Recommendation Generation ignored by British businesses advertising time warp

Independent research published today by Onva, a leading customer experience consultancy, proves that British businesses have failed to adjust to the needs of the ‘Recommendation Generation’ and are wasting billions on out of date techniques. With organisations such as the CBI complaining that the government does not listen to its needs, today’s research illustrates that the same accusation can be leveled at UK commerce and the way it treats British consumers.

Dump your ad spend – The Recommendation Generation use word-of-mouth to make purchase decisions

A whopping 70% of consumers are more likely to buy a product or service on the back of a personal recommendation or online review. Only a small fraction of people (10%) are likely buy a product on the back of an advertising campaign.

And. To reinforce this view, just 16% said they would spend money on advertising to make a brand more attractive. While 64% said they would invest in providing a better experience to give customers more reasons to recommend.

Matt Manners, managing director of Onva stated: “It’s clear that British business is trapped in a 1960s time warp. Consumers want to be listened to and involved in a brand’s future and all they get is an expensive diet of advertising.” It’s evident that marketing budgets are not split accordingly. How much do British businesses spend on listening to customers and focusing stimulating recommendations from loyal customers?

UK consumers shocked at advertising wastage

Borders, MFI, Jane Norman, Woolworths, and Habitat are all iconic brands that have gone to the wall. Hundreds of stores closed and thousands of employees are out of work with many more on the brink and yet the great advertising debacle continues at the despair of the British public. When asked for their response at how much is spent on failing advertising each year almost half (45%) stated: “It’s shocking, they should find a lower cost way to communicate their message and keep more people employed.”

Manners continued: “With cult TV figure Don Draper of Mad Men regaling the glory years of the 1960s advertising executives, it seems British business can’t tell fact from fiction and are stuck there with its antiquated ‘tell’ techniques. They might have moved online or to social media but the technique is still the same; tell customers what to think and continue to throw money at advertising. It’s just not working anymore and it’s time to focus on the needs and expectations of the recommendation generation.”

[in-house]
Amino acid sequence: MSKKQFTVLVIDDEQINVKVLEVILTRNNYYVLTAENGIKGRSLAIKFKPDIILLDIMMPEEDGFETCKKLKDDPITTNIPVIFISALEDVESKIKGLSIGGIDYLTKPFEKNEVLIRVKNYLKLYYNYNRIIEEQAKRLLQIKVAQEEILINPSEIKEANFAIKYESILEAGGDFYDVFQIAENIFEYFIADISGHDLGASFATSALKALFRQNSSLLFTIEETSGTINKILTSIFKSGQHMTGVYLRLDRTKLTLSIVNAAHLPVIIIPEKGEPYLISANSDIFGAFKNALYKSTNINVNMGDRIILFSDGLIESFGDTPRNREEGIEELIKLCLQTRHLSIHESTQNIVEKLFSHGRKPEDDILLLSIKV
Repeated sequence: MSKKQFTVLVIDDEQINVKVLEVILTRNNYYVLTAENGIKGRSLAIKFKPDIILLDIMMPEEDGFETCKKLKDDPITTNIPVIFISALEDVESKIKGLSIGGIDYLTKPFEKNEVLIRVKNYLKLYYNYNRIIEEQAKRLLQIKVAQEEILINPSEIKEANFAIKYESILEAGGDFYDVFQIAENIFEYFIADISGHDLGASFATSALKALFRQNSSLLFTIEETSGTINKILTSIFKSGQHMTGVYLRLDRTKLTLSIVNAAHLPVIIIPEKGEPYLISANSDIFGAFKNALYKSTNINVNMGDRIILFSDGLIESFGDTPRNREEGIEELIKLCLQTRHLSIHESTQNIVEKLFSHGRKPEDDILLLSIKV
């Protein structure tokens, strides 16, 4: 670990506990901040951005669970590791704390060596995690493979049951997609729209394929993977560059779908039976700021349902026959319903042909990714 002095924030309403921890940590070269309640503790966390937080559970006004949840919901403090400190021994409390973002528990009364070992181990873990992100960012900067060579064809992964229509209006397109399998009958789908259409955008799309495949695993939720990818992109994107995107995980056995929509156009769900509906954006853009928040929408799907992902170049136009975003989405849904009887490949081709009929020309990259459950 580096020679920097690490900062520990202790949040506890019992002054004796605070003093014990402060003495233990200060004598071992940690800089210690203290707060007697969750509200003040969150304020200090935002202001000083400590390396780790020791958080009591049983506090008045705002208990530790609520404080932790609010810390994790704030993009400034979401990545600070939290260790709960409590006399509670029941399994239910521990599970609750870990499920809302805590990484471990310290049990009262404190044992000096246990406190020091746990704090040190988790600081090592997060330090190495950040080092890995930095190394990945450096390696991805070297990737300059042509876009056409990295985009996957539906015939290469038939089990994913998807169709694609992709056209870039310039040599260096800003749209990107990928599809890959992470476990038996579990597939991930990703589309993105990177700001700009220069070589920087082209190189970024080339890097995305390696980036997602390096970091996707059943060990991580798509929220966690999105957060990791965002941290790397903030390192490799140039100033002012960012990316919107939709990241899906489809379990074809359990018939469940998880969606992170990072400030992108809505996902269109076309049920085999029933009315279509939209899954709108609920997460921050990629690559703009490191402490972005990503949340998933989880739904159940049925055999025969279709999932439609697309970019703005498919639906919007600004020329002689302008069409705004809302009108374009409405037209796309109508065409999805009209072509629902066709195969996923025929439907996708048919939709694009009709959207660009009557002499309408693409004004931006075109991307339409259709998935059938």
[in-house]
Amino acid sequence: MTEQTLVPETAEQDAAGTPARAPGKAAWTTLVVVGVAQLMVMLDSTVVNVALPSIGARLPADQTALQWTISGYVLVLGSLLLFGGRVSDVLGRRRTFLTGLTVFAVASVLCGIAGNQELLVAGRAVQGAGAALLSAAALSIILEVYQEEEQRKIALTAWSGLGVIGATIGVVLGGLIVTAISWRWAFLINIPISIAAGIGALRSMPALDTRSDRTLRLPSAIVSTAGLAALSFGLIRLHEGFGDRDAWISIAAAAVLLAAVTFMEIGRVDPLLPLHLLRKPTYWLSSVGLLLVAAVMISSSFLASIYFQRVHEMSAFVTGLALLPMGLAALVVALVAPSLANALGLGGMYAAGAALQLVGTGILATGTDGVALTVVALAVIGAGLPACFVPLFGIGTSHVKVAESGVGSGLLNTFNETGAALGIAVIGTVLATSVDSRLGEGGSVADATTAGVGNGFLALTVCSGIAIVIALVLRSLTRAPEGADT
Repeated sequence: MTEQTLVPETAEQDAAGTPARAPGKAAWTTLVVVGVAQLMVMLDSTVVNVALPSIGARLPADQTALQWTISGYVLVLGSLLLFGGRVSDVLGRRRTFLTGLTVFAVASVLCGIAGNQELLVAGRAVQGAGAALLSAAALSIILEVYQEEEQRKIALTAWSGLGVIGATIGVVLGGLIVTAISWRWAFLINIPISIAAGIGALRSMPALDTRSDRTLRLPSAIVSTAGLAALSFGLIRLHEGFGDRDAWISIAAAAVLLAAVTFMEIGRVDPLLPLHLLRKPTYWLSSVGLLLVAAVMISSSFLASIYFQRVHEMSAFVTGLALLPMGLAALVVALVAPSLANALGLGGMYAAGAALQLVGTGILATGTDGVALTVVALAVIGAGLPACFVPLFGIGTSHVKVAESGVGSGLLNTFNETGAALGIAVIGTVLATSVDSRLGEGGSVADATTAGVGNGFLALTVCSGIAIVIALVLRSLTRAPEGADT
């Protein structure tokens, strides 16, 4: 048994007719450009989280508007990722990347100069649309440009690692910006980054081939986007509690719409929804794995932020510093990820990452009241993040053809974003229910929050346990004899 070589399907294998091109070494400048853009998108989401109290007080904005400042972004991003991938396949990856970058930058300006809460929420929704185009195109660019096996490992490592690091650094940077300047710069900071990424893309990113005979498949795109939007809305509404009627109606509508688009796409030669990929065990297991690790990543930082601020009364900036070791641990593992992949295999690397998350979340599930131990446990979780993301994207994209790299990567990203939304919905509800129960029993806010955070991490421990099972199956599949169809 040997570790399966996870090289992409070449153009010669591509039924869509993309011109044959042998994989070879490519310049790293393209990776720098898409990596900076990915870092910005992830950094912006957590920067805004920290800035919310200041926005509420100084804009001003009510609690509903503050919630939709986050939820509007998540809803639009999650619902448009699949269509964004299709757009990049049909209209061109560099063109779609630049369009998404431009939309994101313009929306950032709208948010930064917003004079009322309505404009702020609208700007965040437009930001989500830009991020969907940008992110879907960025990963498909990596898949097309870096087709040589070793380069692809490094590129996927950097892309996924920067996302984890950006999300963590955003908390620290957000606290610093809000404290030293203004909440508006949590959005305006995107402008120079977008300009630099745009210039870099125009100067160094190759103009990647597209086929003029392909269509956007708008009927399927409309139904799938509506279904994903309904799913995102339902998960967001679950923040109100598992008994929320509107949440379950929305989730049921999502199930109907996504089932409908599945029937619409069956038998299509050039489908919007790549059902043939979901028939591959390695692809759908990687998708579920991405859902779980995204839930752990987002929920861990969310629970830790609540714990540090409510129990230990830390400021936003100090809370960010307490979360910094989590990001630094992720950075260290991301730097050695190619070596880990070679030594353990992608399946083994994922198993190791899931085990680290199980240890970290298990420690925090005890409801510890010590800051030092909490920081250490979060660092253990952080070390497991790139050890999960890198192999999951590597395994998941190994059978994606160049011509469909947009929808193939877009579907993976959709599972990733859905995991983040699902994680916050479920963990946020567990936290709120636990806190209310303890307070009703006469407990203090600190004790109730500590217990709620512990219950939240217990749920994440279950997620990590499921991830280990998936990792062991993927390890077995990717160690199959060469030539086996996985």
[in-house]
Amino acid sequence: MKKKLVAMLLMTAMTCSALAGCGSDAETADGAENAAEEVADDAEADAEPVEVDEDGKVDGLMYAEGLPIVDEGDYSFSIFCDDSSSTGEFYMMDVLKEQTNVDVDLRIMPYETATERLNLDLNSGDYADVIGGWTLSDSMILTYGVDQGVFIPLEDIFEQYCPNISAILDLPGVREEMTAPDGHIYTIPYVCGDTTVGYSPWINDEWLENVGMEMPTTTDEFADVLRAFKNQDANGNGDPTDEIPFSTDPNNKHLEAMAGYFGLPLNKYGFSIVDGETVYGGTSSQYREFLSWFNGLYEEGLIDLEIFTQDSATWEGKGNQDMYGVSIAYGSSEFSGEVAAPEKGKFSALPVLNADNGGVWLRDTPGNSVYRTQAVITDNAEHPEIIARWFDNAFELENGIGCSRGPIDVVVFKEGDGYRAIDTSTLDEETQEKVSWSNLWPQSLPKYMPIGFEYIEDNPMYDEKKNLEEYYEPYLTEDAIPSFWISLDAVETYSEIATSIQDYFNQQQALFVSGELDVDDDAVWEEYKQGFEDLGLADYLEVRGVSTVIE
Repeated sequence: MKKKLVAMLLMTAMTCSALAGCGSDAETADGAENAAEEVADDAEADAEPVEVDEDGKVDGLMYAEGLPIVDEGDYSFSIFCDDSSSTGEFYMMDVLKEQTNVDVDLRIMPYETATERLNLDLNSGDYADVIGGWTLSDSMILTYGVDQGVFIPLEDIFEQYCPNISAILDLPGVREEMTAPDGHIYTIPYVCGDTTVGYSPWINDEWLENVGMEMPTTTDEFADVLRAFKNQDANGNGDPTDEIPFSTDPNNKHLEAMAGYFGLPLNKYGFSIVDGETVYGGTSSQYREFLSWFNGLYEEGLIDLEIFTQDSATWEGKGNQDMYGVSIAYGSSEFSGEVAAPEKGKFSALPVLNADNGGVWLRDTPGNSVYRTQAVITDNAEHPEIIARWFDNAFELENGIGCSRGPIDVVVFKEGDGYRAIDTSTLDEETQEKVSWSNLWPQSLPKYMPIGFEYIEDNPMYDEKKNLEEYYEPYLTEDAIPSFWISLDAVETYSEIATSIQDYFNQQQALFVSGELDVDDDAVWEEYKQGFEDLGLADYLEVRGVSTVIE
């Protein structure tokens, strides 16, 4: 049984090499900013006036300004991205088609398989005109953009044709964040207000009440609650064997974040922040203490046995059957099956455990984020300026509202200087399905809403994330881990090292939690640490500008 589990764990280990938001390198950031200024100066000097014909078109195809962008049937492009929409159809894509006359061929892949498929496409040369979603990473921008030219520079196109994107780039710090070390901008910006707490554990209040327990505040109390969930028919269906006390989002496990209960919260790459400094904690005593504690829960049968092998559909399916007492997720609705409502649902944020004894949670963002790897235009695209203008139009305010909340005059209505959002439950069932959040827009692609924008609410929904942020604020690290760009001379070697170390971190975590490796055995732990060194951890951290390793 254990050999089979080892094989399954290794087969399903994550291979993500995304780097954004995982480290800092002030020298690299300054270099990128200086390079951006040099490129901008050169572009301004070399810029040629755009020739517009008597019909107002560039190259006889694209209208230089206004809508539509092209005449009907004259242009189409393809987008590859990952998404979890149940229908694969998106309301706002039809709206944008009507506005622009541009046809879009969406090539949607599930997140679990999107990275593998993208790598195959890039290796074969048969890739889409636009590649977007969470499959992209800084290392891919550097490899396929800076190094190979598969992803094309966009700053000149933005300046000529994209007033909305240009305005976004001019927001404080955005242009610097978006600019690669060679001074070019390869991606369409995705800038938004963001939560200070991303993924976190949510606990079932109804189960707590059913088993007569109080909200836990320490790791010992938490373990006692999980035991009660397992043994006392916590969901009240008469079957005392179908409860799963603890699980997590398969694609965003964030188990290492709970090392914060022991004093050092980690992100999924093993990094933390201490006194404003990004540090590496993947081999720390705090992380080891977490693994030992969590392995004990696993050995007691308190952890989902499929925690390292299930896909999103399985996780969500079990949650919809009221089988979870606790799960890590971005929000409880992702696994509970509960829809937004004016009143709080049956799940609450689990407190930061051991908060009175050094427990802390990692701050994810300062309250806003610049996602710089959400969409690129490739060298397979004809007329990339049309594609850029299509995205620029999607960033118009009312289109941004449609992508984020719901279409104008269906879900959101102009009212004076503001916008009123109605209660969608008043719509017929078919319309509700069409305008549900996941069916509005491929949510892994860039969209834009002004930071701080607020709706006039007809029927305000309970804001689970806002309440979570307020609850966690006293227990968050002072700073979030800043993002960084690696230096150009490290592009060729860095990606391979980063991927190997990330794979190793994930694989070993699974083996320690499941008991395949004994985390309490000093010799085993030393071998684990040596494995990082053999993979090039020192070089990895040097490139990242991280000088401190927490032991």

Re-evaluate advertising, ditch the celebs and start listening to your customers

When respondents were asked what would make them more likely to continue buying a product or service almost half (48%) highlighted that they’d like a company to listen to them and act on feedback and 28% wanted exclusive access to try products before anyone else. In fact, this clear desire to be involved was supported by 25% wanting to be involved in the development of new products and services and 22% wanting advance information. In marked contrast less than one in ten would be swayed by a big advertising campaign and only 6% by a celebrity endorsement.

“It is quite clear, consumers listen to other consumers and are deaf to what business and marketing executives want to tell them. Involving the customer is the key to success. They want to be listened to, they want their feedback and loyalty to matter, and they want to help shape future developments and be given the inside track on what will happen next. We’ve seen the rewards this approach can deliver and it’s time for the rest of the market to wake up,” Manners concluded.